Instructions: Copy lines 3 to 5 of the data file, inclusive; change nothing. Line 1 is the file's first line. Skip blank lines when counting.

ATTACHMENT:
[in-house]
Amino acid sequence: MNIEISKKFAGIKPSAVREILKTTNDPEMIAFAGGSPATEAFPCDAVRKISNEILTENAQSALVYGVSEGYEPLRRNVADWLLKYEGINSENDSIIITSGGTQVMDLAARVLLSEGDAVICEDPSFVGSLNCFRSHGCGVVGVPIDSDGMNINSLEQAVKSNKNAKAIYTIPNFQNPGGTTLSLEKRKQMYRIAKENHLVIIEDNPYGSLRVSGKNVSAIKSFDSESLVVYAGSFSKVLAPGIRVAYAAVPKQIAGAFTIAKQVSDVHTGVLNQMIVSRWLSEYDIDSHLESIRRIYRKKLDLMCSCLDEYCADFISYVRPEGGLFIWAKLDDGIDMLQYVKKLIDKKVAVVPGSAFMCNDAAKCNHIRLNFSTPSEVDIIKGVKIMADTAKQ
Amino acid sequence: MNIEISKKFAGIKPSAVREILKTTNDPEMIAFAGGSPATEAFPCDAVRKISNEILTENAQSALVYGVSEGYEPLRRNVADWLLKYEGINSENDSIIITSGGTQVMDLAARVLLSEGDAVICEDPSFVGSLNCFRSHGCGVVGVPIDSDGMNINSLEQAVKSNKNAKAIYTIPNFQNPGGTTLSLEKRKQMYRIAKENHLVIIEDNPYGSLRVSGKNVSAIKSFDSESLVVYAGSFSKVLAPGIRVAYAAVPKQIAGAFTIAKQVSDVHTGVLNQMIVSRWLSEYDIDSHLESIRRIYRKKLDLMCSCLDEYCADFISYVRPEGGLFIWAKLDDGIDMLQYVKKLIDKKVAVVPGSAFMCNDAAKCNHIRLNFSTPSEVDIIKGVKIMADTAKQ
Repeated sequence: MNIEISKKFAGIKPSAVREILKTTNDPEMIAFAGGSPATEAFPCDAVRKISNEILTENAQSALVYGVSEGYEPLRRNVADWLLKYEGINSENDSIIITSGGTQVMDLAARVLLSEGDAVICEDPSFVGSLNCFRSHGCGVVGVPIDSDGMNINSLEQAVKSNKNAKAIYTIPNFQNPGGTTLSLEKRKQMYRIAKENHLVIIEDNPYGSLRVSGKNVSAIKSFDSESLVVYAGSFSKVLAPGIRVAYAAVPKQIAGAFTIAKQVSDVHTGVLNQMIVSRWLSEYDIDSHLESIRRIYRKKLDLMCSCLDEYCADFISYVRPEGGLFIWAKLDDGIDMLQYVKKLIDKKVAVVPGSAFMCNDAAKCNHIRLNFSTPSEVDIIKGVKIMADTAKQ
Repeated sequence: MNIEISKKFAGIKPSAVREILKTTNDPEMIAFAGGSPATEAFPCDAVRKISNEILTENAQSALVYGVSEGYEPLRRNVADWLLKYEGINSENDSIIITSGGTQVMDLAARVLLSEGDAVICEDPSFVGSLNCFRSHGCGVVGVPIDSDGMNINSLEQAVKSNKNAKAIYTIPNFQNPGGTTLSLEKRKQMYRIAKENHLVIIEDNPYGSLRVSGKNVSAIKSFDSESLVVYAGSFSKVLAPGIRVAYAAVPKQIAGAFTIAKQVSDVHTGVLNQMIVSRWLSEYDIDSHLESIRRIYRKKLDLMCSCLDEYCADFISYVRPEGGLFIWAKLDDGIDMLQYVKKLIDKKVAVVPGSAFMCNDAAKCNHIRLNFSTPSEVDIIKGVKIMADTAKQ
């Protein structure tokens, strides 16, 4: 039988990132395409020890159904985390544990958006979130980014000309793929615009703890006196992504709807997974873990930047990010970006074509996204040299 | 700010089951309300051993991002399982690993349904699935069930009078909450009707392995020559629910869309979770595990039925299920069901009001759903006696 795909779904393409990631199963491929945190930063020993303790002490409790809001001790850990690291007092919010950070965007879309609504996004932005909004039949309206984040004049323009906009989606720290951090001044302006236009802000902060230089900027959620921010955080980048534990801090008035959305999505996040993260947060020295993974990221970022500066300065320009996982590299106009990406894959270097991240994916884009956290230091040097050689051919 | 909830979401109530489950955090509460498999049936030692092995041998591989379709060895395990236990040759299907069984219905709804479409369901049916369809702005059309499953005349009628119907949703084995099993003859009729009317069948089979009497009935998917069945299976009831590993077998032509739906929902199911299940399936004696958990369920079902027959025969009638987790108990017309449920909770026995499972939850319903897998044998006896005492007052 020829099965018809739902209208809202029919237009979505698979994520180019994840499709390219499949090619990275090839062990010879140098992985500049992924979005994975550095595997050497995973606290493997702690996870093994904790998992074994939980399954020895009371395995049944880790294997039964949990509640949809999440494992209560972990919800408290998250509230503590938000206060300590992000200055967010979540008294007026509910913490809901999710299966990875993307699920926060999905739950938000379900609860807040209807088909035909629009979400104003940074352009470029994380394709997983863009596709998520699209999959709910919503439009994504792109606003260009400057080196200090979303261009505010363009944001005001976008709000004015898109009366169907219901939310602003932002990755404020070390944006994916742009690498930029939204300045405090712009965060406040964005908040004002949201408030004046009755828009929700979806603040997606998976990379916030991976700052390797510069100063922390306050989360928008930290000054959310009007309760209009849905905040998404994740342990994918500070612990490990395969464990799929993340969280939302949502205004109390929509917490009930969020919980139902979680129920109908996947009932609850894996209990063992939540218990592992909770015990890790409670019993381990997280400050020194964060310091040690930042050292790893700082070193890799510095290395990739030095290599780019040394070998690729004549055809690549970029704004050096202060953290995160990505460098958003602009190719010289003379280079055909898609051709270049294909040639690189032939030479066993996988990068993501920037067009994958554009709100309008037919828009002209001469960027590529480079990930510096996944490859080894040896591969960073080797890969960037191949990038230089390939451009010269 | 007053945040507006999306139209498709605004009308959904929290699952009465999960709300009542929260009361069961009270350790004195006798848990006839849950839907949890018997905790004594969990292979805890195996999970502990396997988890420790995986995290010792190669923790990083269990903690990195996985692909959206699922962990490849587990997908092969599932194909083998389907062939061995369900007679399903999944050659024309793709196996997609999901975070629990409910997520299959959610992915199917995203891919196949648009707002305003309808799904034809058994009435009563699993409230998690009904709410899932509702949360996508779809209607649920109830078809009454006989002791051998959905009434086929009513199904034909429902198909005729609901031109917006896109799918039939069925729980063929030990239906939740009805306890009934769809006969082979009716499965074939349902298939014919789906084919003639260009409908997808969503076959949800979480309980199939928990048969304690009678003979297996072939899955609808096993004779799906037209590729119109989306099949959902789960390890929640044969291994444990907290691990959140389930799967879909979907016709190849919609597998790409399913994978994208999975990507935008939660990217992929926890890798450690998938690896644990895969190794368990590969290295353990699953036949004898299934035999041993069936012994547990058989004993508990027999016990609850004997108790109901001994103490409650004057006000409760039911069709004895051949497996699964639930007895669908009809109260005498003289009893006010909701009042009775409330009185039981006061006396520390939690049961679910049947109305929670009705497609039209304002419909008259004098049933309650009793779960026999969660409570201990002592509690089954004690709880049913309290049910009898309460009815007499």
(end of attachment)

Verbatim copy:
Amino acid sequence: MNIEISKKFAGIKPSAVREILKTTNDPEMIAFAGGSPATEAFPCDAVRKISNEILTENAQSALVYGVSEGYEPLRRNVADWLLKYEGINSENDSIIITSGGTQVMDLAARVLLSEGDAVICEDPSFVGSLNCFRSHGCGVVGVPIDSDGMNINSLEQAVKSNKNAKAIYTIPNFQNPGGTTLSLEKRKQMYRIAKENHLVIIEDNPYGSLRVSGKNVSAIKSFDSESLVVYAGSFSKVLAPGIRVAYAAVPKQIAGAFTIAKQVSDVHTGVLNQMIVSRWLSEYDIDSHLESIRRIYRKKLDLMCSCLDEYCADFISYVRPEGGLFIWAKLDDGIDMLQYVKKLIDKKVAVVPGSAFMCNDAAKCNHIRLNFSTPSEVDIIKGVKIMADTAKQ
Repeated sequence: MNIEISKKFAGIKPSAVREILKTTNDPEMIAFAGGSPATEAFPCDAVRKISNEILTENAQSALVYGVSEGYEPLRRNVADWLLKYEGINSENDSIIITSGGTQVMDLAARVLLSEGDAVICEDPSFVGSLNCFRSHGCGVVGVPIDSDGMNINSLEQAVKSNKNAKAIYTIPNFQNPGGTTLSLEKRKQMYRIAKENHLVIIEDNPYGSLRVSGKNVSAIKSFDSESLVVYAGSFSKVLAPGIRVAYAAVPKQIAGAFTIAKQVSDVHTGVLNQMIVSRWLSEYDIDSHLESIRRIYRKKLDLMCSCLDEYCADFISYVRPEGGLFIWAKLDDGIDMLQYVKKLIDKKVAVVPGSAFMCNDAAKCNHIRLNFSTPSEVDIIKGVKIMADTAKQ
Repeated sequence: MNIEISKKFAGIKPSAVREILKTTNDPEMIAFAGGSPATEAFPCDAVRKISNEILTENAQSALVYGVSEGYEPLRRNVADWLLKYEGINSENDSIIITSGGTQVMDLAARVLLSEGDAVICEDPSFVGSLNCFRSHGCGVVGVPIDSDGMNINSLEQAVKSNKNAKAIYTIPNFQNPGGTTLSLEKRKQMYRIAKENHLVIIEDNPYGSLRVSGKNVSAIKSFDSESLVVYAGSFSKVLAPGIRVAYAAVPKQIAGAFTIAKQVSDVHTGVLNQMIVSRWLSEYDIDSHLESIRRIYRKKLDLMCSCLDEYCADFISYVRPEGGLFIWAKLDDGIDMLQYVKKLIDKKVAVVPGSAFMCNDAAKCNHIRLNFSTPSEVDIIKGVKIMADTAKQ